Here is what BOBE had to say:

"There are a number of federal, state and local proposals and regulations to require restaurants to provide nutritional information on menus and/or require that restaurants label menus with the country of origin of meal ingredients. For example, our Mimi's Cafés located in California are subject to a state-wide menu labeling law that will become effective on July 1, 2009. We are concerned that the continued imposition of such regulations, especially at the state and local level with varying requirements, could have an adverse effect on our results of operations and financial position, as well as the restaurant industry in general. In particular, we are concerned about the increased operating costs we will incur to comply with these requirements, as well as the potential impact on our sales and profitability if the disclosures change guest preferences and menu mix. We support the uniform standards that would be implemented across the United States under the Labeling Education and Nutrition Act (LEAN Act), which is pending in Congress."

Here are some details of the new California Law, according to the Arnold and Porter LLP.

On September 30, 2008, Governor Arnold Schwarzenegger signed into law SB 1420, making California the first state in the nation to enact statewide legislation requiring restaurants to provide nutritional information on menus and menu boards. SB 1420 applies to restaurant systems with at least 20 locations in California. Over 17,000 restaurants will be affected.


SB 1420's requirements are imposed in a two-stage process:

By July 1, 2009, covered restaurants must provide brochures that disclose calories, saturated fat, carbohydrates, and sodium. The brochures must be available at the point of sale, and drive-through areas must display a conspicuous notice stating that the disclosure of nutrition information is available upon request. Restaurants providing sit-down service may provide the information on a table brochure, table tent, menu, or menu insert.

By January 1, 2011, covered restaurants must additionally post calorie content information next to each menu item on their menus, indoor menu boards, or menu tags (for display case items). Restaurants offering "combination" menu items comprised of one or more other items must disclose both minimum and maximum calorie information for the combination on menus or menu boards, based upon all possible combinations. Furthermore, for menu items that are intended to serve more than one individual, menus and menu boards must state the number of individuals intended to be served as well as the calorie content information per individual serving.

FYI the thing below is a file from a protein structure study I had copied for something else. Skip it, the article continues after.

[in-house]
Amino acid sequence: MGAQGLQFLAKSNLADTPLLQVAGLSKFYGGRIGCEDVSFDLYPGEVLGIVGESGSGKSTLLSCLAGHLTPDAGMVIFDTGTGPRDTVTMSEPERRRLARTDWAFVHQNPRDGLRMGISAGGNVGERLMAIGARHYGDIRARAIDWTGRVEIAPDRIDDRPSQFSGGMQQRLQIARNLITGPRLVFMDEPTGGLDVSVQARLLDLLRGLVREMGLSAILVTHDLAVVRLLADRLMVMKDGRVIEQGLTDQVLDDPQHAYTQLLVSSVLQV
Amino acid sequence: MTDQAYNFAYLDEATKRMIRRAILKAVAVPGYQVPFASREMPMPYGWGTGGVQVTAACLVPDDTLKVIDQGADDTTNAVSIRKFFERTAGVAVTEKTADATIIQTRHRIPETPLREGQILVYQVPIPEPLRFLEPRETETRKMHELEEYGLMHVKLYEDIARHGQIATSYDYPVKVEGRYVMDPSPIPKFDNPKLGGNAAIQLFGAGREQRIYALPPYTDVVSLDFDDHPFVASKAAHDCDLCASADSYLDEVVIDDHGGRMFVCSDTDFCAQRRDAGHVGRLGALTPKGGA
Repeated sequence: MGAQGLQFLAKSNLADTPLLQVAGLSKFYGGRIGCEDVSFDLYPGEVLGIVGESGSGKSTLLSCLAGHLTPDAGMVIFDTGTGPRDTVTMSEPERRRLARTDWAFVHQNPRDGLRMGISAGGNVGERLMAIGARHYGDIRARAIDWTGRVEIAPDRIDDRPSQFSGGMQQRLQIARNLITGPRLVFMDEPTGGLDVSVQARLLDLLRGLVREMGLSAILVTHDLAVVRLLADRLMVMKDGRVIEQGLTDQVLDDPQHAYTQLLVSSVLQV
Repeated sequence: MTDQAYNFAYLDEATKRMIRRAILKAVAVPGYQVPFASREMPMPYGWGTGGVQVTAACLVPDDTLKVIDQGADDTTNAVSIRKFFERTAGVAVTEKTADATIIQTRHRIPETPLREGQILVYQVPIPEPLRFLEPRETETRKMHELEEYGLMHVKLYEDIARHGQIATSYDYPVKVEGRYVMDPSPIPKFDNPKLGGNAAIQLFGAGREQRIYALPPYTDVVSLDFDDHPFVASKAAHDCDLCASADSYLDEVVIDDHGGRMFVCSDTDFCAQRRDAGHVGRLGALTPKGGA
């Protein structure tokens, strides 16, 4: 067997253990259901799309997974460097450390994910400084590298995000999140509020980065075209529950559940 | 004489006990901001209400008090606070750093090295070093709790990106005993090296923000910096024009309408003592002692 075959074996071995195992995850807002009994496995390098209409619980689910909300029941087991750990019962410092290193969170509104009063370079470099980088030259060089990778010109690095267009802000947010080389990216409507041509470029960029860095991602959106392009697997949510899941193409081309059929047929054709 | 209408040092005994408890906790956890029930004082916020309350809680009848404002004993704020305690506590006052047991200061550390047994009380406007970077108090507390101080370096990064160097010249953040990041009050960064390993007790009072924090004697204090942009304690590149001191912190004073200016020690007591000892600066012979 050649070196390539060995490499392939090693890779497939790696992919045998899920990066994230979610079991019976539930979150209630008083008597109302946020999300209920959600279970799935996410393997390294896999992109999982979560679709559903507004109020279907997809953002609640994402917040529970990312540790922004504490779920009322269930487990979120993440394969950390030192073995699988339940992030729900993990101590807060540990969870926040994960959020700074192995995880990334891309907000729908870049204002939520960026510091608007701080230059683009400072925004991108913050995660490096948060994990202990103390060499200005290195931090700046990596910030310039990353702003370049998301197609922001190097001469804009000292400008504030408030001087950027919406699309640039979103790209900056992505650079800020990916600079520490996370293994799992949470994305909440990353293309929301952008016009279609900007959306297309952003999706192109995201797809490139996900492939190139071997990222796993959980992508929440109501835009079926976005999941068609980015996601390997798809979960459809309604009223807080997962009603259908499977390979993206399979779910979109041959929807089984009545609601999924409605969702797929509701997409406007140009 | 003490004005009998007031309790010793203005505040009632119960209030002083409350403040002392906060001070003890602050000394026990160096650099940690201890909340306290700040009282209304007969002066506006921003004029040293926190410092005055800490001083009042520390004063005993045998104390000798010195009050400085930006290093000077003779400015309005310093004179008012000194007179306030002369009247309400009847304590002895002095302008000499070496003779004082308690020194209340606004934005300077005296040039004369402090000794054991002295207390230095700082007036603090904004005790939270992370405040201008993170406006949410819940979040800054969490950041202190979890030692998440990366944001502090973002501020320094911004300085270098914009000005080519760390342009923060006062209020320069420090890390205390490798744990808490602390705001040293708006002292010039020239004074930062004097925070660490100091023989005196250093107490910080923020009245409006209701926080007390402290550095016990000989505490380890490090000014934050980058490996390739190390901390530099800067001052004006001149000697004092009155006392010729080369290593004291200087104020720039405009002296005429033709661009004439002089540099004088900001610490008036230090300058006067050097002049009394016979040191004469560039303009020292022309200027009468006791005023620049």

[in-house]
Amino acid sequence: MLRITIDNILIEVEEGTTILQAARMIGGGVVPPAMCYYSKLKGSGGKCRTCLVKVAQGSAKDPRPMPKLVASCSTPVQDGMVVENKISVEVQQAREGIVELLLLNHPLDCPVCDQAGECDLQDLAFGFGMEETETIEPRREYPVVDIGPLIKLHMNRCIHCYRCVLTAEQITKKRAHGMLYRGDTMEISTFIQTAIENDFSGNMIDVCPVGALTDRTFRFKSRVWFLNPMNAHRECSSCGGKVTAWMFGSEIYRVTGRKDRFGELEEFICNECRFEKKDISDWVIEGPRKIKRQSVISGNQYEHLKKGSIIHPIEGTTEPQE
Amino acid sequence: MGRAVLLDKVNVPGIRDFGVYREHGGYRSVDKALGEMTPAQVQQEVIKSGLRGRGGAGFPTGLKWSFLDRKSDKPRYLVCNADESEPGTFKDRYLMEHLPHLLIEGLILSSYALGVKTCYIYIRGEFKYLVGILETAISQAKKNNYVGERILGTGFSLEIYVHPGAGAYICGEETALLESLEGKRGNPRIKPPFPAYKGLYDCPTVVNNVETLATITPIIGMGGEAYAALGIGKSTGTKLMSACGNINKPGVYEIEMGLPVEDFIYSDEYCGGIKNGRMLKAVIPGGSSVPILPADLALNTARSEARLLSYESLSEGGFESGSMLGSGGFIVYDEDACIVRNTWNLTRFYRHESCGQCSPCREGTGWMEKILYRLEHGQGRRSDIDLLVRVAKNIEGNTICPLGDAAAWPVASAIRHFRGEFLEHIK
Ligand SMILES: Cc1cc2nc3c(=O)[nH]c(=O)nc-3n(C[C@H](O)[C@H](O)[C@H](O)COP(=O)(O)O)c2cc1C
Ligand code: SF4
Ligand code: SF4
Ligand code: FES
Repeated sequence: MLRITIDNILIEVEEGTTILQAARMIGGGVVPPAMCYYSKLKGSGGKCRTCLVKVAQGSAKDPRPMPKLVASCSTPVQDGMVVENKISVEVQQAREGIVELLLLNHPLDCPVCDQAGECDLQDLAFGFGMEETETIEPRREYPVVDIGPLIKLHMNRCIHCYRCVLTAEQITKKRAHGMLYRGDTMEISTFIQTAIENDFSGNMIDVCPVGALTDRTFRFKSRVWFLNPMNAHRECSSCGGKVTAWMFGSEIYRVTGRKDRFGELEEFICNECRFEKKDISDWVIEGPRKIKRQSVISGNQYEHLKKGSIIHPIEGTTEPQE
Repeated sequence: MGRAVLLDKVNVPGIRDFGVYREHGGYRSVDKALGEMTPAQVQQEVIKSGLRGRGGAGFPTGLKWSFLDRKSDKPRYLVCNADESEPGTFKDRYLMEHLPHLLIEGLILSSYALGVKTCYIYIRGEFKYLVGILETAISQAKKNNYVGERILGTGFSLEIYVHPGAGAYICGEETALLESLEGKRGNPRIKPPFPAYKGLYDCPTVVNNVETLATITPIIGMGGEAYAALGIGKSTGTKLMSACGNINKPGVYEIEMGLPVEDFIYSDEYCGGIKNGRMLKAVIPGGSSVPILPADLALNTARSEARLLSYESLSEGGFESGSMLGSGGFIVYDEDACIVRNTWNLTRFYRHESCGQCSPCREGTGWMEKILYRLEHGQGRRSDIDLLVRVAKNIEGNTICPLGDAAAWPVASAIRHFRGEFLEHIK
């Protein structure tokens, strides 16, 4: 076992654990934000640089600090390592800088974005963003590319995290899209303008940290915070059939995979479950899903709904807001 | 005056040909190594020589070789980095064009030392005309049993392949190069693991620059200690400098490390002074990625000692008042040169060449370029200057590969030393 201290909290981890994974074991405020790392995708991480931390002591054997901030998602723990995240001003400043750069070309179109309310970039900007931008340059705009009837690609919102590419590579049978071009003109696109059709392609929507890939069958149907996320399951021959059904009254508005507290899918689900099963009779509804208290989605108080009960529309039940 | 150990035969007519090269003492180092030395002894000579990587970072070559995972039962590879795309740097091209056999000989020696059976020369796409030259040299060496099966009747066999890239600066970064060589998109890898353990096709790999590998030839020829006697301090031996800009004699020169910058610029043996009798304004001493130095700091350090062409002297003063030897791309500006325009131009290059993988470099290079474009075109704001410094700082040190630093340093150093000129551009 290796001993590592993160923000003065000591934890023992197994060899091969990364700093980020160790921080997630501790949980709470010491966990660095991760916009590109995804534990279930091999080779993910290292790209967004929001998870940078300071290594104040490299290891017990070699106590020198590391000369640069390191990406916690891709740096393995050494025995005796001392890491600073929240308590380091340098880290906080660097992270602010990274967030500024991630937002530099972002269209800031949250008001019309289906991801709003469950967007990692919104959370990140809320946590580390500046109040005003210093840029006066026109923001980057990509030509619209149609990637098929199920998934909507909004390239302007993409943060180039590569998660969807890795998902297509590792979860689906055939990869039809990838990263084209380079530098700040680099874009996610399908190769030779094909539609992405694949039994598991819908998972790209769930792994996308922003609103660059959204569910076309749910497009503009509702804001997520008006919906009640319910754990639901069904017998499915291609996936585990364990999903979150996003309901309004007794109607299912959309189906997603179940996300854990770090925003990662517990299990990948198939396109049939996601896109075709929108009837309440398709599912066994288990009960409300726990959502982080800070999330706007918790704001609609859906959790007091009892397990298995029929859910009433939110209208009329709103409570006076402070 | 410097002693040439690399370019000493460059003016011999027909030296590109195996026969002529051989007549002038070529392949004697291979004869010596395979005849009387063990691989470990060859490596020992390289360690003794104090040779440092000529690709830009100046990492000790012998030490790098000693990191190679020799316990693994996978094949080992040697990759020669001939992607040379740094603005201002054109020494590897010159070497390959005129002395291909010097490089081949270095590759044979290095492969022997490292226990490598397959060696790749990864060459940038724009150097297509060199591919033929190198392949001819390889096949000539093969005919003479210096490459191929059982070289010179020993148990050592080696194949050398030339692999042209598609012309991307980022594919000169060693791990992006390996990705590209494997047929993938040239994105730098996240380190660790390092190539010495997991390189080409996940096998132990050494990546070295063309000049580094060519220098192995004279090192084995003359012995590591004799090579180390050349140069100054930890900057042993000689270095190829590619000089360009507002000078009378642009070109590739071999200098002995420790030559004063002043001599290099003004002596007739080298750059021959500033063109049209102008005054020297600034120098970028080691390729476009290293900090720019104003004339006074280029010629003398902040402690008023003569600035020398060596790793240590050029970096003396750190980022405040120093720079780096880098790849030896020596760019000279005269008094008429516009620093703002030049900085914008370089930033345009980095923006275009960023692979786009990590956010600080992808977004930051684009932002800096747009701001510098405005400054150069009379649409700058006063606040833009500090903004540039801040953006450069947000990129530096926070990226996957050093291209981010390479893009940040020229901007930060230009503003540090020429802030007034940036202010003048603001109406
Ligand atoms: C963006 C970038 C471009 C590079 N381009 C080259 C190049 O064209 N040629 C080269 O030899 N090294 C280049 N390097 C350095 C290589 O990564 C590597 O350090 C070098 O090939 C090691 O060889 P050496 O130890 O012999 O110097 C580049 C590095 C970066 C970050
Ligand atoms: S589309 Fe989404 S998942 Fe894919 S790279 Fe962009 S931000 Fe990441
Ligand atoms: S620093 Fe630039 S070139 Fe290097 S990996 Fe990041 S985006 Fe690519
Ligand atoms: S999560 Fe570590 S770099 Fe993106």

From the CAKE 10K - No mention of the California law only the following comments:

"New information or attitudes regarding diet and health could result in changes in regulations and consumer eating habits that could adversely affect our revenues.

Regulations and consumer eating habits may change as a result of new information or attitudes regarding diet and health. These changes may include regulations that impact the ingredients and nutritional content of our menu items and bakery products. For example, a number of states, counties and cities are enacting menu labeling laws requiring multi-unit restaurant operators to make certain nutritional information available to guests or restrict the sales of certain types of ingredients in restaurants. The success of our restaurant operations is dependent, in part, upon our ability to effectively respond to changes in consumer health and disclosure regulations and to adapt our menu offerings to trends in eating habits. If consumer health regulations or consumer eating habits change significantly, we may be required to modify or delete certain menu items. To the extent we are unable to respond with appropriate changes to our menu offerings, it could materially affect customer demand and have an adverse impact on our revenues."

I asked CKR today on its quarterly earnings call about the potential impact of the law and management stated that a similar law has already gone into effect in parts of Washington St. and has not seemed to impact sales. Additionally, the company already makes the nutritional and caloric content of all of its menu items available on its website. Management does not think this information will change people's eating habits and recognizes the new law as a hassle; though, the company will, of course, comply. Interestingly, management seems to think the posting of such caloric content could help their sales as their young guy consumers tend to use the high fat content and high calories for what the company called "bragging rights."



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